A common tactic on the harder difficulty levels is to get your opponents to fight amongst themselves. If one of your opponents accidentally hits another, they will proceed to attack each other. This is easily accomplished by running around in a large circle around a group of enemies, causing them to fire into themselves and start fighting. Once they have cleansed the ranks, you can go in and mop up what’s left.

In-Game Options

In-game, you can press to following keys to shape the game to your liking:

* F1 – Decrease screen size
* F2 – Increase screen size
* F6 – Toggle between first- and third-person view
* F7 – Zoom in and out
* F8 – Toggle crosshairs
* F10 – Show spatial position and view specifications
* F11 – Decrease brightness
* F12 – Increase brightness

If you have any other questions that have not been answered in this guide or simply cannot get Marathon to work, post a query in The Underground, and hopefully somebody will get around to answering it.

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[Edited on 01.22.2009 8:06 PM PST]

  • 01.22.2009 7:43 PM PDT
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Talk to the Soul | ~B.B. | Know Your Duardo |  | Hero | ISFJ | 77135 | 94371

"It's not who I am underneath, but what I do that defines me."

Step Three: Online Play

Apart from an awesome campaign, Marathon comes with a great online multiplayer mode. Setting up and playing is easy enough, and with the variety of gametypes and maps, it never gets old.

If you want to play online, the best game to use is Marathon Infinity, because it has all the maps and gametypes Marathon 2 has, plus some great additions.

Joining a Game:

Joining a game is easy; simply click join network game in the main menu, and then click find internet game. In the screen that comes up, the left box on the top half of the screen shows all the players which are currently online. The right box on the top half of the screen shows hosted games currently in the lobby stage. These may be joined by clicking on them, then waiting for the host to start the game. The bottom half of the screen is devoted to messages exchanged between players, which you may contribute to if you wish.

Hosting a Game:

Hosting a game is more complicated, but nonetheless entirely simple. First off, you have to have the correct ports open on your router; to find out which to open and how, go to this site. After you have configured your ports, click gather network game in the main menu of Marathon Infinity. Here, you will be presented with various game options, most of which are self-explanatory. Don’t change the map option unless you know what you’re doing – to change which map you play on, change the level option. Popular maps include Thunderdome and Duality, although the others are great too. There are seven (coincidence?) gametypes included with Marathon, selected (amazingly enough) by changing the game type option. Here’s a rundown of each of them and their rules (all can be changed to team games by switching the teams option):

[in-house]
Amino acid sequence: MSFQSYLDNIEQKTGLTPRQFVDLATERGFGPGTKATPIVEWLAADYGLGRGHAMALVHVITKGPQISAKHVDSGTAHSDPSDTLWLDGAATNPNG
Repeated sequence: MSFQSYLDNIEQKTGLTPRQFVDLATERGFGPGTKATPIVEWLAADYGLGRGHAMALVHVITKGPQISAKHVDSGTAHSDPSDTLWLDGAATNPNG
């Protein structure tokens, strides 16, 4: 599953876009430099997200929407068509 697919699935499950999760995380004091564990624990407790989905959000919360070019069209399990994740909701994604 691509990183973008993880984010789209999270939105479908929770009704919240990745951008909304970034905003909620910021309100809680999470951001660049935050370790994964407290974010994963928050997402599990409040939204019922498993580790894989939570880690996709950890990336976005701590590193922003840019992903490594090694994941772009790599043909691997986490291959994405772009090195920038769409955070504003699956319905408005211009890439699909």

* Every Man for Himself: Probably the most popular gametype, this is an all-out run-‘em-down fragfest. The winner is the person with the best kill to death ratio at the end of the match.

* Kill the Man with the Ball: The progenitor to Oddball, the object is to take possession of the ball for the longest period of time. Running and firing are disabled while carrying the ball.

* Capture the Flag: If you don’t know what this is, you have problems. The only difference here is that the ‘flag’ is actually a skull. Oh, and the object is to steal another team’s skull and return it to your base, for the dense.

* King of the Hill: Simple. Defend a point on the map and gain time when you control it.

* Tag: Sort of like Juggernaut, the first person to be killed is ‘it’. The other players earn points for killing ‘it’, and whoever kills ‘it’ becomes ‘it’.

* Rugby: In this game, you must take the red skull to the other team’s base to score.

* Cooperative Play: Probably the least played but most fun gametype, cooperative play lets you play Marathon Infinity campaign levels with players across the world. The difficulty option only applies for this gametype.